19 March 2024

## Key takeways

Every Analysis Services (AS) tabular model has at its core an in-memory columnar database called Vertipaq. This optimised engine hosts and stores the model in RAM, transforming, organising and compressing the information in columns with their own structure that are physically separated from each other.

Columnar databases allow us to perform quick measures over a single column. However, calculations involving many columns require more time (and CPU cycles) to reorganise the data and compute the final measure.

There are many different ways through which it is possible to optimise tabular models. They differ essentially according to the model’s characteristics and main goal.

This article presents ten best practice tips that can be applied to boost the engine performance of any tabular data model.

**1) Optimising the data model**

Theoretically, the best way to improve your tabular model is to bring together all the information into one single table. However, this approach would lead to a very slow and expensive ETL process, which is not advisable. Therefore, the best practice is to construct your tabular model, especially complex ones with many relationships between big tables, using the “*Kimball modelling*” methodology (also known as “*Dimensional Modeling*” or “*Star Schemas*”). This approach will optimise “*fact*” tables and “*dimensions*”, which facilitates advanced analytical scenarios and simplifies data interpretation.

**2) Removing unused columns**

Vertipaq Analyser is a very helpful and costless tool that can be used to explore and analyse storage structures involving a certain Analysis Services data model. By analysing tables and column sizes, it is easier to find the most expensive ones. These, when not required for data analysis, should always be eliminated. Columns with high cardinality (i.e. with a high number of distinct values), such as a timestamp or the primary key in a fact table, are very expensive, and by removing them, you will free a lot of memory and consequently highly improve your data model performance.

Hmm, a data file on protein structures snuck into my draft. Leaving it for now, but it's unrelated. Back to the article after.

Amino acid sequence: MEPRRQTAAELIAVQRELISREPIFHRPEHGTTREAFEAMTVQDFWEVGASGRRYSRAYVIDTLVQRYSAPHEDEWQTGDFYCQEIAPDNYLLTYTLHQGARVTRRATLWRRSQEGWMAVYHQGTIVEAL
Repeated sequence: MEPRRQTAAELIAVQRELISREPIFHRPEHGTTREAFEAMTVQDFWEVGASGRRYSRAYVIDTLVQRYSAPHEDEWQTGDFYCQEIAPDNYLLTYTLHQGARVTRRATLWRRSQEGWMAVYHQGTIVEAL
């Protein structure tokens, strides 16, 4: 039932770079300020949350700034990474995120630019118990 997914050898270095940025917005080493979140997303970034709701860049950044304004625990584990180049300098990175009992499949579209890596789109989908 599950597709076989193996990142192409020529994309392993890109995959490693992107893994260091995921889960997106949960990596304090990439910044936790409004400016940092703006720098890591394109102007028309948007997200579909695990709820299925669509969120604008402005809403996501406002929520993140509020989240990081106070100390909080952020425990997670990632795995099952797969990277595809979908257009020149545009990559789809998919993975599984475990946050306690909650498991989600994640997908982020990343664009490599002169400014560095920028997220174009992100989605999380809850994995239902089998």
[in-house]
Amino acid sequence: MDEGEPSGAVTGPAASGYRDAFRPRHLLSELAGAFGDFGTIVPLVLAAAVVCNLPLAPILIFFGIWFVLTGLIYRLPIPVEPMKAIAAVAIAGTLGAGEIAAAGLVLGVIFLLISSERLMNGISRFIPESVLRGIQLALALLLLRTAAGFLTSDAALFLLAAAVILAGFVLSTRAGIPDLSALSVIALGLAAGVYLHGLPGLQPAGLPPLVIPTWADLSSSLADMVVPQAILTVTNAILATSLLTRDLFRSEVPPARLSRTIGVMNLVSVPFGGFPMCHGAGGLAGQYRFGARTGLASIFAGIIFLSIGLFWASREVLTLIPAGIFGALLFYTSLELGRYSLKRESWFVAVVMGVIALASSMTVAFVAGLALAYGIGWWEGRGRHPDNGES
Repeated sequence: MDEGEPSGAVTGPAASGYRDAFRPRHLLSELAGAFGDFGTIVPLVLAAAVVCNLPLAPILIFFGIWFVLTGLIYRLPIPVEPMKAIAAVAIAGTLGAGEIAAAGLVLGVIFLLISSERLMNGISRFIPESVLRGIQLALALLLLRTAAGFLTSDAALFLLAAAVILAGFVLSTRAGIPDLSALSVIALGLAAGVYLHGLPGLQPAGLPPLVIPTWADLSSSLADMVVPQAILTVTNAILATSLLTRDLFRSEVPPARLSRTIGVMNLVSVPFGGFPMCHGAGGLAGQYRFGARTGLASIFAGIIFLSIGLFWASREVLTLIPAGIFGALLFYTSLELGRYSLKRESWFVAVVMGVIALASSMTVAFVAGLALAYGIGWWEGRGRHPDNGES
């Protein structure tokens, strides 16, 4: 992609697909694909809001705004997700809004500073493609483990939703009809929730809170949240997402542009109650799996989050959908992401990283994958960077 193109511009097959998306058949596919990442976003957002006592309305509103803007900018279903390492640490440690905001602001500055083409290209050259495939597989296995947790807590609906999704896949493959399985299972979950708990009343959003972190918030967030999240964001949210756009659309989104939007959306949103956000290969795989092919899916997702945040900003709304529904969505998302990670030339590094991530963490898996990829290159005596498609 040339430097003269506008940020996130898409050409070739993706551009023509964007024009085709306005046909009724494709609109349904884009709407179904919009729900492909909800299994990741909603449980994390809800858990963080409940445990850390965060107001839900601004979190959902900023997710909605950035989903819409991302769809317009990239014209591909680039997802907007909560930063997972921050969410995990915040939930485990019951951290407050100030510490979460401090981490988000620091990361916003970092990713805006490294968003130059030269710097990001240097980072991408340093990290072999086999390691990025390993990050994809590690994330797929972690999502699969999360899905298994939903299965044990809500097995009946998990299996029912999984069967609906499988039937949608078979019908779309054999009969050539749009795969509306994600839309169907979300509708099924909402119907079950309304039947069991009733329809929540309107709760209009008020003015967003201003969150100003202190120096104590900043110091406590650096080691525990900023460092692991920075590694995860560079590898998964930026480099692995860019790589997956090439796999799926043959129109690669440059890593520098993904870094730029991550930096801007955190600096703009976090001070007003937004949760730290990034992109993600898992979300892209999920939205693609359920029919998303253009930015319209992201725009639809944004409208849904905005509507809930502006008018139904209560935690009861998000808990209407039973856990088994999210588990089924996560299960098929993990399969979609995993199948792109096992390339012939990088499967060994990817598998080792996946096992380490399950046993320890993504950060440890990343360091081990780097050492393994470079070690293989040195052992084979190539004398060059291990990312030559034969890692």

**3) Reducing the number of values but not the information**

Every column included in an AS tabular model will be compressed and stored by the Vertipaq engine using either one of these techniques: value encoding or hash encoding.

Value encoding is an algorithm that can only be applied to numeric columns. With this mathematical technique, Vertipaq tries to reduce the number of bits required to store the data based on the range of values included in the column.

Hash encoding (also known as dictionary encoding) is a methodology that can be efficiently applied to any data type. It works by building a dictionary containing the distinct values of a column and replacing them with indexes (integer numbers) that point to the original value.

Sometimes, when having columns with many different values, it is possible and recommendable to split their content into columns (each one with a smaller number of distinct values) that can be combined in order to obtain the original one. By doing this, we will be decreasing the dictionary size and subsequently optimising data compression. For example, if you have a date time column containing a timestamp, it is much more efficient to split the data into two columns: one for the date and the other for the time.